Not all fun and (video) games

Big Huge Games in Timonium closed last May, taking nearly 100 jobs with it. Nine months later, a local studio that was launched from the ashes of the video game-maker shut down, too. And Zynga, which created FarmVille and Words with Friends, closed its Baltimore County office several weeks ago.

So why aren't local game developers freaking out?

They're used to volatility — not this much, but quite a bit. And even with big game-makers facing tough competition and multimillion-dollar costs, tiny independent studios are popping up locally to take advantage of new opportunities in mobile and online gaming — and new ways of raising money to get games made.

"The industry moves really quickly," said Brian Reynolds, who co-founded three studios in Baltimore County and is working on funding to launch a fourth. "Things come and go. ... The technology's evolving, the platform is evolving and the market is changing for what kinds of games you do. Fortunately, it's broadening — you can make games for more and more people. But it's a turbulent industry."

Todd Marks thinks it's being turned upside down — here and elsewhere. He's got a newcomer's perspective: His mobile app and Web development company, Catonsville-based Mindgrub, launched a games division a year and a half ago to exploit the rise in mobile gaming.

Demand is growing, he said, and Mindgrub Games now has more than a dozen employees. He predicts market shifts will not be kind to the more traditional studios making big-budget "AAA games" for consoles and computers.

"That market got so terribly disrupted with mobile that they're on their way out," said Marks, Mindgrub's CEO. "It's now an indie market. ... But give it a couple years — when that market matures, companies like Mindgrub Games will be the next AAA studio."

It's not an easy market to forecast, given the speed of technological changes. Even measuring its current size is tricky.

Market-research firm NPD Group estimates U.S. consumers spent $14.8 billion last year on video games, including smartphone games, and says that represents a 9 percent drop from the year before.

But game developers insist the count fails to capture all spending because new growth areas, including mobile games and online game downloads, are so hard to track. A separate report from the consulting firm PwC suggests that global sales of console and PC games have fallen in recent years but growth in online and wireless game sales is more than compensating.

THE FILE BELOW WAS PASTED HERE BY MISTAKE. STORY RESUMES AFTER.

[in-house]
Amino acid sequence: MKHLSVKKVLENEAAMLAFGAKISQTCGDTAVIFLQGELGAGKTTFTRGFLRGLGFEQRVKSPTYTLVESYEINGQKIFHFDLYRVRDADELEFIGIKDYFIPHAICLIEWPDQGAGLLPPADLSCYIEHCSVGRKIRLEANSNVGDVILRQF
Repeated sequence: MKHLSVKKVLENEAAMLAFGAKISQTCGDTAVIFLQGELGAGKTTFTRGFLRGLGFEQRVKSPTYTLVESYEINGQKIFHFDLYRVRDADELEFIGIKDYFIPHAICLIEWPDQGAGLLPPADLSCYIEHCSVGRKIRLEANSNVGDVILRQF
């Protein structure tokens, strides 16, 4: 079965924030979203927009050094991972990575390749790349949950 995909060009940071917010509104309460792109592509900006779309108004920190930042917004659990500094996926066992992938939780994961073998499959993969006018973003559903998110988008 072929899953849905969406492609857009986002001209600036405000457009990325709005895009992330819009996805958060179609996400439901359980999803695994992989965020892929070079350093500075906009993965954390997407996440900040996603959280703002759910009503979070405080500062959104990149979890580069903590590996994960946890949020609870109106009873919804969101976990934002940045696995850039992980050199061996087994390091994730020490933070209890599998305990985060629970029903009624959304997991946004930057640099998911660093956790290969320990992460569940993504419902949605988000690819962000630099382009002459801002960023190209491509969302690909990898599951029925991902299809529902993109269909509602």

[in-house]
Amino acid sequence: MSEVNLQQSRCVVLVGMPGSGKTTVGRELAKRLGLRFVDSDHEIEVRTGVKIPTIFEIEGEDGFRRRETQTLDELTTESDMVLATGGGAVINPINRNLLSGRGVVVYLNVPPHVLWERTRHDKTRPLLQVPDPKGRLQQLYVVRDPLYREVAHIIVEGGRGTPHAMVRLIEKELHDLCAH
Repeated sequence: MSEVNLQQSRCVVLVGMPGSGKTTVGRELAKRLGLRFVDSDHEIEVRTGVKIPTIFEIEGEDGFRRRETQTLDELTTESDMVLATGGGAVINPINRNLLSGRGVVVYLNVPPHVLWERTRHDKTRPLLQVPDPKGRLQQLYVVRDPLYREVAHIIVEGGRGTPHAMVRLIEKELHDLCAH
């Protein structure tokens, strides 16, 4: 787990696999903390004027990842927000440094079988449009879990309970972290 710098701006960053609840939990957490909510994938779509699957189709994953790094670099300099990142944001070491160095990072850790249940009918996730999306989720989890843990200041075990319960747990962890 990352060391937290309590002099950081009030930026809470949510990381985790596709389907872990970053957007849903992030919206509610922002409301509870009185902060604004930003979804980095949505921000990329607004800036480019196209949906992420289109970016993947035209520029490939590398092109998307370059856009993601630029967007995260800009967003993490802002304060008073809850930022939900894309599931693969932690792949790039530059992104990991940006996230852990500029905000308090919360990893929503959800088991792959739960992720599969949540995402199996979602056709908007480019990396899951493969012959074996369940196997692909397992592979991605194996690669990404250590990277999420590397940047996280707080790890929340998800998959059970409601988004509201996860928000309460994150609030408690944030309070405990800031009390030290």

PwC predicts that console-game sales will partially rebound when the next generation of consoles comes out. (NPD says gamers might have "a case of 'console fatigue.' ") The PlayStation 4 is due for release before the end of the year.

As squishy as the sales numbers might be, the local economic impact of the industry is even murkier. Though Baltimore leaders believe the region has the largest game-development cluster on the East Coast, no one can say with certainty how many people work in it — let alone how that compares with the past.

The most recent attempt to measure the industry was three years ago. A report for the state Department of Business and Economic Development said digital media, including but not limited to games, employed about 32,000 people in Maryland.

Plenty has changed since then.

Big Huge Games closed in May, a victim of the implosion of parent company 38 Studios. The Rhode Island firm, started by former major league pitcher Curt Schilling, went belly up after reportedly running out of money — despite a $75 million economic-development loan guarantee from that state.

North Carolina-based Epic Games quickly launched Impossible Studios in Hunt Valley to take advantage of the suddenly out-of-work talent, assigning a team of 40 to work on an iPad game. But that arrangement proved short-lived.

"It was a bold initiative and the Impossible folks made a gallant effort, but ultimately it wasn't working out for Epic," company founder Tim Sweeney said in a blog post in February, announcing the closure.

Later that month, social-game firm Zynga — which has struggled with concerns about its revenue model — said it shut down its Timonium studio as part of a broader consolidation. Zynga's stock price closed at $3.36 a share Friday, well off its peak near $15 a share about a year ago.